Chancellor Helmut Kohl's center-right government won a resounding victory in the West German parliamentary elections today, vindicating his call for a mandate to strengthen his country's ties to the western defense alliance and to pursue more free-market initiatives to revive the economy.
The convincing triumph by West German conservatives, who sent the opposition Social Democrats to their worst defeat in more than two decades, evoked relief in western capitals and business circles here. President Reagan and British Prime Minister Margaret Thatcher telephoned their congratulations to Kohl upon learning of his confirmation as chancellor.
"This was a clear-cut victory for politics of the center," Kohl declared as he was cheered by jubilant supporters at Christian Democratic headquarters. "I expected a good result and it turned out that way."
Kohl's conservative alliance of Christian Democrats and the Bavarian Christian Social Union won 48.8 percent of the vote, just short of an absolute majority and an improvement from the 44.5 percent they received in the 1980 elections.
The junior partner in Kohl's ruling coalition, the Free Democratic Party, rebounded strongly in the last weeks of the campaign to capture 6.9 percent, down from 10.6 percent in 1980, and to retain its crucial swing role among West German political parties. Kohl said he would open negotiations with the Free Democrats on Monday to decide on the sharing of Cabinet posts.
The election results also put the antinuclear, environmental Greens in the parliament for the first time with 5.6 percent of the vote.
The opposition Social Democrats plummeted from 42.9 percent in 1980 to 38.2 percent today, losing 27 seats in the Bundestag, the lower house of the West German parliament. "There is no getting around it," conceded the party's candidate for chancellor, Hans-Jochen Vogel, "we have suffered heavy losses. This is a serious defeat."
The Greens, who received 1.5 percent of the vote in 1980, won 27 seats. But the severe losses inflicted on the Social Democrats nullified the Greens' chances of holding the balance of power and seemed to consign them to a marginal role in parliament.
"We had hoped for a different distribution in the Bundestag, one that would have allowed us to tolerate a minority government of Social Democrats," said the Greens' chairman, Rainer Trampert. "That's why we view the result with one eye twinkling while the other is crying."
Appearing on television after his victory was announced, Kohl said his government's first priority was "reducing unemployment and revitalizing the economy."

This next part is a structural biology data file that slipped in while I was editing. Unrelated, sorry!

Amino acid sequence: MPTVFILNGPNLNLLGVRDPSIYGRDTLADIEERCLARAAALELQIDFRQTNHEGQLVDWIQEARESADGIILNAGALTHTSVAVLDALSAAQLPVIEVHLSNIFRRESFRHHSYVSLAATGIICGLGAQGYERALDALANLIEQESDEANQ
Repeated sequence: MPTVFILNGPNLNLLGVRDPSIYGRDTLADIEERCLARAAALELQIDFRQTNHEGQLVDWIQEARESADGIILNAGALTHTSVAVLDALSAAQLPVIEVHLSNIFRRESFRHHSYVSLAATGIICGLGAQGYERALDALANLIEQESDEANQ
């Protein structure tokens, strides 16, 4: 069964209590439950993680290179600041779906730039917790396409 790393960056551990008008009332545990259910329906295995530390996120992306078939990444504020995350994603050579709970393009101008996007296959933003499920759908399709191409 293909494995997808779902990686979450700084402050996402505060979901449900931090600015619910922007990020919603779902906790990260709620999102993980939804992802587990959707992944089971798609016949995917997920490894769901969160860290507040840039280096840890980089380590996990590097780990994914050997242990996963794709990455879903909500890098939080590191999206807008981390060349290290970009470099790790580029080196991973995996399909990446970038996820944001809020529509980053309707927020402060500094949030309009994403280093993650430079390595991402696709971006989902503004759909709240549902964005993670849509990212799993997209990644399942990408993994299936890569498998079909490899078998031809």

He also said that the coming year was crucial for security policy and that his government "would use all the power that we have" to help the United States reach an arms accord with the Soviet Union limiting medium-range nuclear missiles in Europe.
"We hope that our American friends, with our trust and support, will be able to come to a result which makes it possible to make peace with fewer and fewer weapons," Kohl said. "But if there is no agreement in the Geneva talks , we are prepared to deploy new missiles later this year."
Kohl added that his government "would be satisfied with solutions on the road to a final goal, which remains, if possible, no American rockets and no Soviet rockets in Europe."
Petra Kelly, a leader of the Greens party, declared that as new members of parliament one of the Greens' primary goals would be "to work together with the Social Democrats to prevent any deployment by NATO of new nuclear missiles."
If Kohl proceeds to form, as expected, a broad ruling coalition linking the Christian Democrats with the Free Democrats, he will be able to count on a 29-seat majority in the 498-seat parliament.
A key question in the aftermath of the elections is whether Franz Josef Strauss, the leader of the Christian Social Union, will seek to become foreign minister, replacing the Free Democrats' leader, Hans-Dietrich Genscher.
Strauss decribed his Bavarian party's 10.6 percent of the vote as "a sensational record result, the best since 1949." But he refused to comment on whether he would try to translate the Christian Social Union's strong showing into control of the Foreign Ministry.